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PhD Programme

The full course regulations and requirements can be found in the information for current postgraduate students, below is a summary.

Advanced Lecture Courses and Training

The student's research training will be individually tailored to the requirements of their project. Formal teaching in lectures and seminars, a necessary extension of undergraduate training into more specialised areas, is organised principally through the Midlands Physics Alliance Graduate School (MPAGS). Students will take 6 MPAGS modules over the first two years, while students in Particle Physics and Astronomy have the opportunity to attend specialised lectures and workshops organised by the research groups and partner organisations. Students in Condensed Matter Physics often use specialised instruments or beamlines at central facilities such as Diamond or ILL, who may also provide specialised training.

Links with Industry

Some PhDs are supported explicitly by industrial partners, such as Johnson Matthey or Element 6, either in full or as part of a Research Council scheme. An MPAGS scheme, enables eligible PhD students to spend up to 3 months working with a company during their studies. Their period of registration will be extended accordingly and the normal stipend will be paid; the placement enables you to gain valuable industrial / commercial experience and contacts.

Progress Monitoring

The department's Graduate Progress Committee maintains several contact points in each year of study with research students in order to help them stay on course for a timely completion of their thesis and to give practice in essential skills (scientific writing, oral presentations, literature review, etc.). For example, students are required to write a report on their research which is orally examined in order to qualify to proceed to the second year of training. Students are also expected to participate in the Departmental Colloquium series and in appropriate Research Group seminars. Towards the end of their second year each student gives a talk and presents a poster on their own research at a mini symposium based in the Department. In subsequent years progress reports are required at regular intervals and students are encouraged to attend further courses in which they have special interests. This also gives PhD students a chance to raise personal academic matters of concern with the department independently of their supervisor or PG-SSLC.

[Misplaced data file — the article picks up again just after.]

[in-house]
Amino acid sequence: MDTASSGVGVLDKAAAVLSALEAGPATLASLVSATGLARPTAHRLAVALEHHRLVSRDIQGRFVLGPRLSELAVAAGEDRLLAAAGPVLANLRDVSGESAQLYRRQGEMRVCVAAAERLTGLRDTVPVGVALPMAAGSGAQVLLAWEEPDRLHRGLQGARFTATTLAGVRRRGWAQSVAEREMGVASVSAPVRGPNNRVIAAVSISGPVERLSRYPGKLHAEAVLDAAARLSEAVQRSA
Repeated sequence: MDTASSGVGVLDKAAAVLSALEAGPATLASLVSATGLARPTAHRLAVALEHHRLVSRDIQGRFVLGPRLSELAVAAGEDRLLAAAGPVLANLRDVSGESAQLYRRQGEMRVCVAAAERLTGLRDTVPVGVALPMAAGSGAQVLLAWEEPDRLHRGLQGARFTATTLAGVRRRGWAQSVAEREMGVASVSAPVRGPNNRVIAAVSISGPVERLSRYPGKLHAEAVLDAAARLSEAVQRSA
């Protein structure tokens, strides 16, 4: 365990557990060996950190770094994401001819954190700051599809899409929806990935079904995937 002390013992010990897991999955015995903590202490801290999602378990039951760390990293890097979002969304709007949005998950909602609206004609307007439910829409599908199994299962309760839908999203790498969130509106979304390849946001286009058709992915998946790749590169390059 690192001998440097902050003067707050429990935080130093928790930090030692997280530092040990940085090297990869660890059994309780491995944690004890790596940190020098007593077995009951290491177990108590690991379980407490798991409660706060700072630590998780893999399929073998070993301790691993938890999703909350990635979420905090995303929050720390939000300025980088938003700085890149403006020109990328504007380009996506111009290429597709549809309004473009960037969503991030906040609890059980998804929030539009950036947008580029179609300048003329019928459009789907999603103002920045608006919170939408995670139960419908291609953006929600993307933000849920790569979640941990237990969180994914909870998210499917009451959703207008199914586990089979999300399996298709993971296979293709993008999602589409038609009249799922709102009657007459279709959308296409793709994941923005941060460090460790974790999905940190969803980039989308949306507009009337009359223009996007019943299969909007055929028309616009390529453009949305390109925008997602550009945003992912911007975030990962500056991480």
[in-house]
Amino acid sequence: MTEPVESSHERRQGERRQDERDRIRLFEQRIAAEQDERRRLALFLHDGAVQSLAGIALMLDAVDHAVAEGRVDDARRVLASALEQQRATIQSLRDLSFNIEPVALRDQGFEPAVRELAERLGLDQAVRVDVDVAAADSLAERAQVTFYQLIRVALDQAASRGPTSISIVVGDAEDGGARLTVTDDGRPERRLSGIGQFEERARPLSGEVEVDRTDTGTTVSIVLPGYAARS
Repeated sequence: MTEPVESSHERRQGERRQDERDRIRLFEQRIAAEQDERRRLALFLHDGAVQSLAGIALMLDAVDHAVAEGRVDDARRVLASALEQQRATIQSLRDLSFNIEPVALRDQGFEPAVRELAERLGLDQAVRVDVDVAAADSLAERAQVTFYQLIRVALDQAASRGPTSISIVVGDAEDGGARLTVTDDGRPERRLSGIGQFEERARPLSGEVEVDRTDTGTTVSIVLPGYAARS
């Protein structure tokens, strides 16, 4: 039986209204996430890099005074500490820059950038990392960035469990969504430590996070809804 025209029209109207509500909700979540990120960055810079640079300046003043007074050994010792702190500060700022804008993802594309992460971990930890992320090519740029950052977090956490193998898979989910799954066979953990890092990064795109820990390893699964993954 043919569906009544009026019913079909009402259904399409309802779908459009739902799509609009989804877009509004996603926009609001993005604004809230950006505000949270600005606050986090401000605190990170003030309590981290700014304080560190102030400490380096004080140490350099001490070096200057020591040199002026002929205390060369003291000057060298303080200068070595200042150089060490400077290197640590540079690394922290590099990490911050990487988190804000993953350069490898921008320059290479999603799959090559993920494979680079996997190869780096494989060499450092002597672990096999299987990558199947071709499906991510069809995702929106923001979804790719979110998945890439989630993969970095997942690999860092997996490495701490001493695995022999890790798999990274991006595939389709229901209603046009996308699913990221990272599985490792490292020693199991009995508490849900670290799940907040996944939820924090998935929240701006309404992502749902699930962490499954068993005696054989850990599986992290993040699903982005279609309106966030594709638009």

Skills Development

Whilst concentrating on their particular project, graduate students will also acquire a range of transferable skills that will be enhanced through attending workshops and courses. Each student will build up their own training record that will be used both to assess their progress and as the basis for a CV. The Postgraduate Certificate in Transferable Skills in Science is a formal qualification on which all our PhD students are enrolled and ensures that the many skills developed during the PhD are recorded and accredited.

Original Research and Thesis Submission

A key requirement of the PhD is to conduct original research and to make a substantial original contribution to knowledge. You will have the opportunity to work with leading researchers and with state-of-the-art equipment. During your studies, you will normally attend several UK and international scientific conferences to present your work, and typically will co-author several peer-reviewed scientific publications. The degree is awarded on the basis of the PhD thesis, which is normally examined by two academics. Some sample theses can be found on research group pages or at WRAP (search for physics subject heading "QC").

Funding will normally come to an end after 3.5 years and all PhD students must submit their thesis within their funded period or soon after it. The Graduate Progress Committee will help with thesis planning meetings and progress checks, including beyond the funded period, to ensure that students spend the minimum unfunded time writing up and can submit a successful thesis promptly.